BOSTON (AP) -- Quinton Porter looked like someone who hadn't played in a while.
Boston College's senior quarterback, who had missed two games with a sprained right ankle, completed 4-of-9 passes for 20 yards in the first quarter. But Porter found his rhythm and finished 25-for-37 for 301 yards and two touchdowns, helping the Eagles
overcame sloppy play and the loss of their best defensive player for a 28-17 win over Virginia on Saturday.
"I thought he was phenomenal today," BC coach Tom O'Brien said. "He was a little rusty in the first half, which was to be expected after sitting two weeks. He came out on fire in the second half."
Porter, who was told he'd start the night before the game, said his ankle felt numb at first and he wasn't even sure he'd be able to play the entire game.
"I took a little hit, in like the second series, and I told the coach, 'You've got to warm up [backup] Matty [Ryan],'" he said. "Then it kind of loosened up."
Linebacker Brian Toal scored on two short runs as the Eagles (5-1, 2-1 Atlantic Coast Conference) won despite missing three field goals, being penalized 11 times for 111 yards and losing defensive end Mathias Kiwanuka, who was ejected in the third quarter for punching Virginia lineman Bill Butler.
Kiwanuka and Butler were pushing and shoving the whole game, and earlier Butler blocked Kiwanuka in the back of the knees after the whistle, sending him to the sideline with an injured right ankle.
"I play hard and I play to the whistle," Butler said but otherwise refused further comment on the matter.
Rather than collapsing with the loss of their best defensive player -- Kiwanuka was the Big East defensive player of the year last season -- the Eagles rallied.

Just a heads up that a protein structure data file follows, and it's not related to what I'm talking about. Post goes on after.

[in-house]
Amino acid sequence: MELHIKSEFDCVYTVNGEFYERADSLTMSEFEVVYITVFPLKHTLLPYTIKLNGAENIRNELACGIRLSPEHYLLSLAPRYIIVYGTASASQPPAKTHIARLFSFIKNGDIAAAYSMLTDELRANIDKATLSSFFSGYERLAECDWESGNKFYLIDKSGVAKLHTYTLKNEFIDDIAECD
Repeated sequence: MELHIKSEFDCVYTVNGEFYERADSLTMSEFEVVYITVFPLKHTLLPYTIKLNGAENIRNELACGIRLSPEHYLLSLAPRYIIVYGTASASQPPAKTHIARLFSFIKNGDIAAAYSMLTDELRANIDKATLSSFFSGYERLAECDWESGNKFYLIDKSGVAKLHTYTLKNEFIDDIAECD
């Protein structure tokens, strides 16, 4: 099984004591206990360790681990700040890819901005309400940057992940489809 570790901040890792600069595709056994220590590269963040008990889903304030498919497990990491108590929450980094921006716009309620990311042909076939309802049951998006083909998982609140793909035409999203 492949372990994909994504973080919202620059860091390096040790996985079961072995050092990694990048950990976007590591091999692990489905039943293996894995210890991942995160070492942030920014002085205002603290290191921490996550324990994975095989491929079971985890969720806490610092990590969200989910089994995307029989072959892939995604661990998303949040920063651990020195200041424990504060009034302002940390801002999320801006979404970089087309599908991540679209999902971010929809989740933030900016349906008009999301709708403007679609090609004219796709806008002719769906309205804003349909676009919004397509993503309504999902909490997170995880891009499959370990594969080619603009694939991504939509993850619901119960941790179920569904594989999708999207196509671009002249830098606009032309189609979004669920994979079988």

"Whatever it was, we took it in stride and the younger players defensively stepped up," Kiwanuka said.
"When Kiwi went out, I went up to him and said 'We're not going to lose this game,'" said BC linebacker Ray Henderson.
Marques Hagans led Virginia (3-2, 1-2), going 21-of-35 for 195 yards and two touchdowns, both of which were aided by 15-yard penalties against Boston College.
Andre Callender scored on a 35-yard run in the second quarter and Virginia tied it late in the first half when Hagans threw a 9-yard touchdown pass to Fontel Mines to complete a 15-play, 80-yard drive, aided by a 15-yard roughing the passer call. Mines made a leaping, one-handed grab at the back of the end zone and got one foot down before falling out of bounds. The play was reviewed, and the ruling stood.
Much of Virginia's drive came with Kiwanuka on the sideline getting his ankle retaped.
Hagans threw a 23-yard touchdown pass to Deyon Williams, again after a 15-yard personal foul against the Eagles, to make it 14-7 in the third quarter.
BC tied it with a nine-play, 72-yard drive, capped by Porter's 19-yard pass to Tony Gonzalez.
After BC's Paul Anderson blocked a punt that gave the Eagles possession at Virginia's 2-yard line, Toal plunged in from the 1 to give the Eagles a 21-14 lead. Toal, a linebacker who plays fullback on short yardage situations, got his second at 8:17 of the fourth quarter. He has a team-leading five touchdowns this season.
The Cavaliers had their chances in the fourth quarter but couldn't make plays when they counted most, including an incompletion from the 2-yard line on fourth down.
"I would say in the last 12 minutes, we had the opportunity to make some plays and BC had the opportunity to make some plays," Virginia coach Al Groh said. "The game hinged on their ability to make those plays and the fact that we did not."
The last time Virginia played at Boston College was 1963, and the Cavaliers lost 30-21. The teams also met in the 1994 Carquest Bowl in Fort Lauderdale, Fla., when the Eagles won 31-13.